Independently, among the Belgian soldiers on the Yser Front, the Flemish Frontbeweging ("Front Movement") was formed from Flemish soldiers in the Belgian army to campaign for greater use of the Dutch language in education and government, although it was not separatist.[25] Kossmann concludes that the German policy of fostering separatism in Flanders was a failure because it did not win popular support.[26]

Belgian military operations

Belgian soldier at the front line, 1918
Belgian soldier at the front line, 1918

Belgium was poorly prepared for war. Strict neutrality meant there was no coordination of any kind with anyone. It had a new, inexperienced general staff. It started compulsory service in 1909; the plan was to have an army of 340,000 men by 1926. In 1914 the old system had been abandoned and the new one was unready, lacking trained officers and sergeants, as well as modern equipment. The army had 102 machine guns and no heavy artillery. The strategy was to concentrate near Brussels and delay a German invasion as long as possible—a strategy that in the event proved highly effective as it disrupted the German timetable. For example, the German timetable required the capture of the railway center of Liège in two days; it took 11.[27][28]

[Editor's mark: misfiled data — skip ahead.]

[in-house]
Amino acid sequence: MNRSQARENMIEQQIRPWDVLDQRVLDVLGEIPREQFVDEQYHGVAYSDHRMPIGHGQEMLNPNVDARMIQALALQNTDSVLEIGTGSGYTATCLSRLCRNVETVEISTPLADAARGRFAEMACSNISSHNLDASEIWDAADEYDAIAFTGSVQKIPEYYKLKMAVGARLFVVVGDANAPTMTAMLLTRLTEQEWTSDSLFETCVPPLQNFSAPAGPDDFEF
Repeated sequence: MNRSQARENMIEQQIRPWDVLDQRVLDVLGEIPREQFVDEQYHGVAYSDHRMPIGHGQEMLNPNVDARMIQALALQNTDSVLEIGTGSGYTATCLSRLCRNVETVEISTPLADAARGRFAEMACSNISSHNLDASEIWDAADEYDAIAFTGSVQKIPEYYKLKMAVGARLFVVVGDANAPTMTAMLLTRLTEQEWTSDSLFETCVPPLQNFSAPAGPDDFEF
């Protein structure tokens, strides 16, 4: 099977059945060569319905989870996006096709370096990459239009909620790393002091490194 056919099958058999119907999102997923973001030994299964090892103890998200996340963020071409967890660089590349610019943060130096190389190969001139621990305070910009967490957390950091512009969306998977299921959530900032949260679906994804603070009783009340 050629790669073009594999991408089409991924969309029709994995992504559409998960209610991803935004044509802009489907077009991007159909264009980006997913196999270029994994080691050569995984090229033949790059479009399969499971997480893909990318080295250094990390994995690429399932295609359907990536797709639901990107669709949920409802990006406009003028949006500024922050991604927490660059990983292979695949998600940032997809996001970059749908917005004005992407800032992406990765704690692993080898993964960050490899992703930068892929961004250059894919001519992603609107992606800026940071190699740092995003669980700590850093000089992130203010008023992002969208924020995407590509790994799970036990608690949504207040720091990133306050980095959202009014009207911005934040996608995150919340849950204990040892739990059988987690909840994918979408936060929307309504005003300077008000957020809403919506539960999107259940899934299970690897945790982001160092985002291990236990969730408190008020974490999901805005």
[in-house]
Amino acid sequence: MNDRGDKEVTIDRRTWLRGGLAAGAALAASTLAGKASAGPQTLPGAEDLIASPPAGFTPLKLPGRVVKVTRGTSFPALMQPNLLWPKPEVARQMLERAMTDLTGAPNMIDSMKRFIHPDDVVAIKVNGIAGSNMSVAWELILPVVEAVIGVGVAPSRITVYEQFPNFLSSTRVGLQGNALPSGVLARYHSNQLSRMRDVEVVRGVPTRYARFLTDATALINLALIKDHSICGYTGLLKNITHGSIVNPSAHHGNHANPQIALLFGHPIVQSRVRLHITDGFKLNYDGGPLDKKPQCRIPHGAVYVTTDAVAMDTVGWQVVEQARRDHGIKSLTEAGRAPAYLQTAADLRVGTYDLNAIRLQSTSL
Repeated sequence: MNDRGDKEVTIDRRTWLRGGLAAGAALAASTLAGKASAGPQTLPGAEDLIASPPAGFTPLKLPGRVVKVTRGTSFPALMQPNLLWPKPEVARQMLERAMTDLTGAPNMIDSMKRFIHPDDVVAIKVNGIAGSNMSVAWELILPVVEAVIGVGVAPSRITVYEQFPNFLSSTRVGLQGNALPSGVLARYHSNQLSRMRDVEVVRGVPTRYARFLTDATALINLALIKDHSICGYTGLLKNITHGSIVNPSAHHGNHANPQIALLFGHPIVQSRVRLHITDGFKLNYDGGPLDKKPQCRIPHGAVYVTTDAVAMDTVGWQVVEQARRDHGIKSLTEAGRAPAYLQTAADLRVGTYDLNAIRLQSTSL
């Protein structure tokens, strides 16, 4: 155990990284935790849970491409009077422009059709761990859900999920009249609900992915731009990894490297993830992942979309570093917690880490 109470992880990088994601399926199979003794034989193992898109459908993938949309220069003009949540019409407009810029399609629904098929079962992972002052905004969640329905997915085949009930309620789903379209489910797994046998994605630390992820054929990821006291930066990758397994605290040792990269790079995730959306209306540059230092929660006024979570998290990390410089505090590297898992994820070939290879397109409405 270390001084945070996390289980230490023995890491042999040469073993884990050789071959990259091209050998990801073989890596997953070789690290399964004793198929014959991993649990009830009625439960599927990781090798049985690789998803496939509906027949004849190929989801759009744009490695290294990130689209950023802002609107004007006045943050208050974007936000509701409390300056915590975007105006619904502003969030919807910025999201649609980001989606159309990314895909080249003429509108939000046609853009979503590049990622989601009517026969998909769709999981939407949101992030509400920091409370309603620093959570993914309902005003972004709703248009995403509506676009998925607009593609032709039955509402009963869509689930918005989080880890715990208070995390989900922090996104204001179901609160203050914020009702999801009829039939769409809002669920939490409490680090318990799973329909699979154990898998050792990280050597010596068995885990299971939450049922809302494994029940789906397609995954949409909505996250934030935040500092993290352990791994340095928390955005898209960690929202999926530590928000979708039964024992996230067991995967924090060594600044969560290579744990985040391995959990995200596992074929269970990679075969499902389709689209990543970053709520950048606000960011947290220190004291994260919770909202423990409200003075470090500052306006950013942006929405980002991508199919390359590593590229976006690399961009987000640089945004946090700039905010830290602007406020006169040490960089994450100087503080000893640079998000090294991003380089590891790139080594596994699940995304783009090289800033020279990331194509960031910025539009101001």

Much of the small army was captured early on as the frontier forts surrendered. In late 1914 the king had only 60,000 soldiers left.[29] During the war a few young men volunteered to serve, so by 1918 the total force had returned to 170,000. That was far too few to launch a major offensive. The Germans had nothing to gain from an attack, so the short Belgian front was an island of relative calm as gigantic battles raged elsewhere on the Western Front. The total of Belgian soldiers killed came to about 2.0% of its eligible young men (compared to 13.3% in France and 12.5% in Germany).[30]

Yser Front